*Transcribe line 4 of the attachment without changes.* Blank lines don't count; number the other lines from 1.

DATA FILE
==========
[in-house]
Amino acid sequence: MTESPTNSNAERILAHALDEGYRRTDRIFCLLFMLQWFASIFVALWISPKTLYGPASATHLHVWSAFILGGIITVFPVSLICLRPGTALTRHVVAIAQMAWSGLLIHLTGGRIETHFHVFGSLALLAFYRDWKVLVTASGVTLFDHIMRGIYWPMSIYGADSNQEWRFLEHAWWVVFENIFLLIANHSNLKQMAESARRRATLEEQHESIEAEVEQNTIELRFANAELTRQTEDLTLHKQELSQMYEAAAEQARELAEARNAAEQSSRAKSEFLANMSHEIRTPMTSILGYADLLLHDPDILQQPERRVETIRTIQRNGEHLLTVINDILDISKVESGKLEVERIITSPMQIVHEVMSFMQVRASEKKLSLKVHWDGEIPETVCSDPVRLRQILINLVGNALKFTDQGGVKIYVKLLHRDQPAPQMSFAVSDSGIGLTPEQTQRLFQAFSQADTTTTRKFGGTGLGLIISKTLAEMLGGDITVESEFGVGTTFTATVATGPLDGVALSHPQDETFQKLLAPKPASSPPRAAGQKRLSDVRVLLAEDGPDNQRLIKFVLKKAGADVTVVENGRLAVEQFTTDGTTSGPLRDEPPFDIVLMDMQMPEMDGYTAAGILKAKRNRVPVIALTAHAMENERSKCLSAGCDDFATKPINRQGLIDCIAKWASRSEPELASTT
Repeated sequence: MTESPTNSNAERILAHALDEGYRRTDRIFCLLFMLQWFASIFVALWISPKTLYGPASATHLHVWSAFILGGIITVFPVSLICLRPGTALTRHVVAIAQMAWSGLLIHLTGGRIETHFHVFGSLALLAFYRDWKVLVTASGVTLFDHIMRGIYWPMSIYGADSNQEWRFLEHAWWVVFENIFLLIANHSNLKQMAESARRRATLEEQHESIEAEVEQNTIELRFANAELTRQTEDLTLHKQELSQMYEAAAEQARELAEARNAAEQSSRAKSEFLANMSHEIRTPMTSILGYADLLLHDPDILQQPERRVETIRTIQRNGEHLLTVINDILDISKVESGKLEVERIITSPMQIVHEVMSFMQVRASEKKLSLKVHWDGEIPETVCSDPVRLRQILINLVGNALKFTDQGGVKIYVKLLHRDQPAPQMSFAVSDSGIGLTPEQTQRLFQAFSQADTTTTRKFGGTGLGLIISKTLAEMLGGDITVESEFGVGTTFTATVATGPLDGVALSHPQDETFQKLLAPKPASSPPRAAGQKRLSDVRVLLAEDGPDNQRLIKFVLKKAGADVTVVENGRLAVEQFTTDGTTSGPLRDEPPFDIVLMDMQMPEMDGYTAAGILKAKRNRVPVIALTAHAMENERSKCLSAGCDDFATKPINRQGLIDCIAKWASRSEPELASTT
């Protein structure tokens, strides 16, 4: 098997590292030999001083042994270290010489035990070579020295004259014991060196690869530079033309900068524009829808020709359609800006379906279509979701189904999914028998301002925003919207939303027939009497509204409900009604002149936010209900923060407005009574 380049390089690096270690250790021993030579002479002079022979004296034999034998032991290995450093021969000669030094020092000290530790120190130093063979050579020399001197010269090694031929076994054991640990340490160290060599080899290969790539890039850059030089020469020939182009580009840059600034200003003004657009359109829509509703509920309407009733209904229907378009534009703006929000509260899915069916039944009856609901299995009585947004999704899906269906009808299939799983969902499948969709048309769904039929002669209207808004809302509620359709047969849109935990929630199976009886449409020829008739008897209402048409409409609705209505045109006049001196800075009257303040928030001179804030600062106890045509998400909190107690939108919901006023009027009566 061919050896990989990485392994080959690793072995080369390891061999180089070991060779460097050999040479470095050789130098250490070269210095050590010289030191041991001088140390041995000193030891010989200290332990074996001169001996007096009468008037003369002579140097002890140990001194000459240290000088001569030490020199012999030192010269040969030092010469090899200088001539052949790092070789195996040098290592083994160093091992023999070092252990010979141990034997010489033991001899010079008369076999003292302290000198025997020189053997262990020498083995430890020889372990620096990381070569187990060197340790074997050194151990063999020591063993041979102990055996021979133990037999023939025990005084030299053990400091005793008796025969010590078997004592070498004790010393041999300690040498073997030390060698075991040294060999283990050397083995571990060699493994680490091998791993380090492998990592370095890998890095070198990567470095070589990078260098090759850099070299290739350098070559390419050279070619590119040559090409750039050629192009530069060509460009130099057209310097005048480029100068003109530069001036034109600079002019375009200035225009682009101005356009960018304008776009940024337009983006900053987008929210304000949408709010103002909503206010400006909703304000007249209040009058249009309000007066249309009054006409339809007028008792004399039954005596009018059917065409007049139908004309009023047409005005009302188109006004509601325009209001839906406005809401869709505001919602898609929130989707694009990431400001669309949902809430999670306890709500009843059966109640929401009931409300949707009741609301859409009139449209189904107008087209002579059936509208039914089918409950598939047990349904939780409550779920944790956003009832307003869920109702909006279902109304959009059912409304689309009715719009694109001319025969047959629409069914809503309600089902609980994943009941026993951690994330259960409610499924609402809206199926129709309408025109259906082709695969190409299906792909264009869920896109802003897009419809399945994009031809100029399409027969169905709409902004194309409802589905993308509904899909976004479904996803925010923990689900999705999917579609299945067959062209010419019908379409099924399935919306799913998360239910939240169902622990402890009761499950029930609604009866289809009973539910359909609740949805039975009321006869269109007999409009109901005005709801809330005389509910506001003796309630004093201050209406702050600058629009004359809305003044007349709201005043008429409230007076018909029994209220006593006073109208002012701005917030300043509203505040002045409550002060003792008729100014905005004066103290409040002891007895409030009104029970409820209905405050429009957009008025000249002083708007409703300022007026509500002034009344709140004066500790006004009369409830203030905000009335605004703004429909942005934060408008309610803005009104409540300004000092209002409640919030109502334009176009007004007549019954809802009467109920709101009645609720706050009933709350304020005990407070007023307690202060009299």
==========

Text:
């Protein structure tokens, strides 16, 4: 098997590292030999001083042994270290010489035990070579020295004259014991060196690869530079033309900068524009829808020709359609800006379906279509979701189904999914028998301002925003919207939303027939009497509204409900009604002149936010209900923060407005009574 380049390089690096270690250790021993030579002479002079022979004296034999034998032991290995450093021969000669030094020092000290530790120190130093063979050579020399001197010269090694031929076994054991640990340490160290060599080899290969790539890039850059030089020469020939182009580009840059600034200003003004657009359109829509509703509920309407009733209904229907378009534009703006929000509260899915069916039944009856609901299995009585947004999704899906269906009808299939799983969902499948969709048309769904039929002669209207808004809302509620359709047969849109935990929630199976009886449409020829008739008897209402048409409409609705209505045109006049001196800075009257303040928030001179804030600062106890045509998400909190107690939108919901006023009027009566 061919050896990989990485392994080959690793072995080369390891061999180089070991060779460097050999040479470095050789130098250490070269210095050590010289030191041991001088140390041995000193030891010989200290332990074996001169001996007096009468008037003369002579140097002890140990001194000459240290000088001569030490020199012999030192010269040969030092010469090899200088001539052949790092070789195996040098290592083994160093091992023999070092252990010979141990034997010489033991001899010079008369076999003292302290000198025997020189053997262990020498083995430890020889372990620096990381070569187990060197340790074997050194151990063999020591063993041979102990055996021979133990037999023939025990005084030299053990400091005793008796025969010590078997004592070498004790010393041999300690040498073997030390060698075991040294060999283990050397083995571990060699493994680490091998791993380090492998990592370095890998890095070198990567470095070589990078260098090759850099070299290739350098070559390419050279070619590119040559090409750039050629192009530069060509460009130099057209310097005048480029100068003109530069001036034109600079002019375009200035225009682009101005356009960018304008776009940024337009983006900053987008929210304000949408709010103002909503206010400006909703304000007249209040009058249009309000007066249309009054006409339809007028008792004399039954005596009018059917065409007049139908004309009023047409005005009302188109006004509601325009209001839906406005809401869709505001919602898609929130989707694009990431400001669309949902809430999670306890709500009843059966109640929401009931409300949707009741609301859409009139449209189904107008087209002579059936509208039914089918409950598939047990349904939780409550779920944790956003009832307003869920109702909006279902109304959009059912409304689309009715719009694109001319025969047959629409069914809503309600089902609980994943009941026993951690994330259960409610499924609402809206199926129709309408025109259906082709695969190409299906792909264009869920896109802003897009419809399945994009031809100029399409027969169905709409902004194309409802589905993308509904899909976004479904996803925010923990689900999705999917579609299945067959062209010419019908379409099924399935919306799913998360239910939240169902622990402890009761499950029930609604009866289809009973539910359909609740949805039975009321006869269109007999409009109901005005709801809330005389509910506001003796309630004093201050209406702050600058629009004359809305003044007349709201005043008429409230007076018909029994209220006593006073109208002012701005917030300043509203505040002045409550002060003792008729100014905005004066103290409040002891007895409030009104029970409820209905405050429009957009008025000249002083708007409703300022007026509500002034009344709140004066500790006004009369409830203030905000009335605004703004429909942005934060408008309610803005009104409540300004000092209002409640919030109502334009176009007004007549019954809802009467109920709101009645609720706050009933709350304020005990407070007023307690202060009299």